McMaster University

McMaster University

Surgeon Attitudes Towards Non-Physician Screening of Low Back Pain

MacOrtho is pleased to share with you the most recent publication titled "Surgeon Attitudes Towards Non-Physician Screening of Low Back or Low Back-Related Leg Pain Patients Referred for Surgical Assessment: A Survey of Canadian Spine Surgeons" published in Spine.

Find the abstract below and click here to access the full-version of the article.

Busse JW, Riva JJ, Nash JV, Hsu S, Fisher CG, Wai EK, Brunarski D, Drew B, Quon JA, Walter SD, Bishop PB, Rampersaud R. Surgeon Attitudes Towards Non-Physician Screening of Low Back or Low Back-Related Leg Pain Patients Referred for Surgical Assessment: A Survey of Canadian Spine Surgeons. Spine. 2013 Jan 15. [Epub ahead of print]

Abstract

Study Design: Questionnaire survey.

Objective: To explore spine surgeons' attitudes towards the involvement of non-physician clinicians (NPCs) to screen low back or low back-related leg pain patients referred for surgical assessment.

Summary of Background Data: Although the utilization of physician assistants is common in several healthcare systems, the attitude of spine surgeons towards the independent assessment of patients by NPCs remains uncertain.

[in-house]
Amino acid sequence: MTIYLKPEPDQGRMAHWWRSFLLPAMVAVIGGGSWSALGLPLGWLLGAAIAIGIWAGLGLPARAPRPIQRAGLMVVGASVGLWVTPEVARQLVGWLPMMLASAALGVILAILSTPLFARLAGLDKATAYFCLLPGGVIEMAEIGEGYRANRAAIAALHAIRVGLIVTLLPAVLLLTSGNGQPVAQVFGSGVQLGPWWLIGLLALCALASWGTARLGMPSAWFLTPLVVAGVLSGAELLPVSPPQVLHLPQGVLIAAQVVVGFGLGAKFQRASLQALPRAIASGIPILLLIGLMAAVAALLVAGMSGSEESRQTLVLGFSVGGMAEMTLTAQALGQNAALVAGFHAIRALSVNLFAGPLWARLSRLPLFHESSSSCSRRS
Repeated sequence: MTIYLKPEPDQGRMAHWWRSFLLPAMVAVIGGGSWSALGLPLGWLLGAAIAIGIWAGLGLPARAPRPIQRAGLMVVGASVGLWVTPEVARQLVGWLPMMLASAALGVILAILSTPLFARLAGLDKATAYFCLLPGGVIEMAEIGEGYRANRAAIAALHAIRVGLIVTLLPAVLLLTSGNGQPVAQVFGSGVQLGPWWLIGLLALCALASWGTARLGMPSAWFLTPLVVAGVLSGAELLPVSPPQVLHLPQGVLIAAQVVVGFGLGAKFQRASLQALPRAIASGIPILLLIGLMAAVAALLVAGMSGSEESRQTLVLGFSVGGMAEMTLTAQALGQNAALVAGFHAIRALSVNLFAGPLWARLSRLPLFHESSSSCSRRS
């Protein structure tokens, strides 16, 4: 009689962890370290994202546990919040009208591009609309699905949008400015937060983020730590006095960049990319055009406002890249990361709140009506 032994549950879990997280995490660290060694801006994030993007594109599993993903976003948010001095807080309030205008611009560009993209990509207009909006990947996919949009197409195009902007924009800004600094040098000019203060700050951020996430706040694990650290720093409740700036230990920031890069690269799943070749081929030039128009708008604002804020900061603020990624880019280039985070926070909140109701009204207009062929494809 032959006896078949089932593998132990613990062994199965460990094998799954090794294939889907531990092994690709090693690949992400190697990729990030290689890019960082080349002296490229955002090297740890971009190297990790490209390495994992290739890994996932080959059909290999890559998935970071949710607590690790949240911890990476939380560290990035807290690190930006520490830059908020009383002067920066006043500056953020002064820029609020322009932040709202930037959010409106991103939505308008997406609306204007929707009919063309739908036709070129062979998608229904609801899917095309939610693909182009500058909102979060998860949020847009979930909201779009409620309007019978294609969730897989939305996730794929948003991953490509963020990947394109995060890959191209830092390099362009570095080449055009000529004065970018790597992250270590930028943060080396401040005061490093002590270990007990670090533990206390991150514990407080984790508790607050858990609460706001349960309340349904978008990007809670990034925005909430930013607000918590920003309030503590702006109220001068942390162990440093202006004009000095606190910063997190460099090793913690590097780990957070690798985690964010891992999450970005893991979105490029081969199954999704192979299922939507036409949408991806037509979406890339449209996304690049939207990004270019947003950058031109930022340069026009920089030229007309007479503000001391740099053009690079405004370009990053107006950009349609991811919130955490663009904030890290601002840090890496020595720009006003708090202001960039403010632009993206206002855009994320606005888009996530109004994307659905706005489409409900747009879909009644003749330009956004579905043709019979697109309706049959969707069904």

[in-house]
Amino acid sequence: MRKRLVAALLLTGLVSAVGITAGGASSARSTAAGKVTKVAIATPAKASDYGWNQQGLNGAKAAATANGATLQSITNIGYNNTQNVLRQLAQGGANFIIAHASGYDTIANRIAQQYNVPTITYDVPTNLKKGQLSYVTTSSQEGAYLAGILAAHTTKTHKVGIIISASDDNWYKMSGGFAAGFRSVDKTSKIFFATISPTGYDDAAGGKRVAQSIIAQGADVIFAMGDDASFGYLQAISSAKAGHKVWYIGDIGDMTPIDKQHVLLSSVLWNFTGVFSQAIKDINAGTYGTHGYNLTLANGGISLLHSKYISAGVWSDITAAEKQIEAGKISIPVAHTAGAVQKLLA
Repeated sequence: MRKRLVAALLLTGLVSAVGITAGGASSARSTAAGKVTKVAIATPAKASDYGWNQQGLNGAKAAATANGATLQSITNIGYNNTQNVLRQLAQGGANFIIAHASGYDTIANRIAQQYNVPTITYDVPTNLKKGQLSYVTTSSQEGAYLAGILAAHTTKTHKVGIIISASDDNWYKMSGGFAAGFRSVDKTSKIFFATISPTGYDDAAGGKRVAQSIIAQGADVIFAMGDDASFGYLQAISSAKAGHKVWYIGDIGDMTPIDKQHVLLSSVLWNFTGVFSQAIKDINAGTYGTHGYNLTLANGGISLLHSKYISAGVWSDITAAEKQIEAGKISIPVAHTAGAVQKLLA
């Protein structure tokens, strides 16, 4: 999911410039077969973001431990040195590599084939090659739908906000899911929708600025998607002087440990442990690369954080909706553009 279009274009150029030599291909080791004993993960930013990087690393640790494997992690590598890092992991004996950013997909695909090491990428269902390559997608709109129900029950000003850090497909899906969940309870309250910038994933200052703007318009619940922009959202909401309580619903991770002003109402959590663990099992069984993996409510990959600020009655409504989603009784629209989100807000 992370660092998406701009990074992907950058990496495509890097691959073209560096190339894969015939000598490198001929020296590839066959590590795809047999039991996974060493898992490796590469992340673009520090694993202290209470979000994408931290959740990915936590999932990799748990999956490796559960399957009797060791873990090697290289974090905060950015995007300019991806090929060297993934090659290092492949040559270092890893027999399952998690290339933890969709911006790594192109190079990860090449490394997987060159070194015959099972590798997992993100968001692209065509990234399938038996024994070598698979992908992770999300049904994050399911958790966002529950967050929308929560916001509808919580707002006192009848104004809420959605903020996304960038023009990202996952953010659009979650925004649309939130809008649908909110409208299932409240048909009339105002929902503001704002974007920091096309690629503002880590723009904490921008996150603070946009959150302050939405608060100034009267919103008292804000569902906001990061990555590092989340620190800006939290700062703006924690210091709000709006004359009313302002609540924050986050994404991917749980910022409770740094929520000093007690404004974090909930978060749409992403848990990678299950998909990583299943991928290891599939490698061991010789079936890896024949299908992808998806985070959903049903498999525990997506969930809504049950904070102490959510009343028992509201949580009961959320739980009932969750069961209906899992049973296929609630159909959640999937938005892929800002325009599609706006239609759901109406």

Methods: We administered a 28-item survey to all 101 surgeon members of the Canadian Spine Society that inquired about demographic variables, patient screening efficiency, typical wait times for both assessment and surgery, important components of low back-related complaints history and examination, indicators for assessment by a surgeon, and attitudes towards the use of NPCs to screen low back and leg patients referred for elective surgical assessment.

Results: 85 spine surgeons completed our survey, for a response rate of 84.1%. Most respondents (77.6%) were interested in working with a NPC to screen patients with low back-related complaints referred for elective surgical assessment. Perception of suboptimal wait-time for consultation and poor screening efficiency for surgical candidates were associated with greater surgeon interest in a NPC model of care. We achieved majority consensus regarding the core components for a low back-related complaints history and exam, and findings that would indicate a surgical assessment was appropriate. A majority of respondents (75.3%) agreed that they would be comfortable not assessing patients with low back-related complaints referred to their practice if indications for surgery were ruled out by a NPC.

Conclusion: The majority of Canadian spine surgeons were open to a NPC model of care to assess and triage non-urgent or emergent low back-related complaints. Clinical trials to establish the comparative effectiveness and acceptance of the NPC model of care by all stakeholders are urgently needed.

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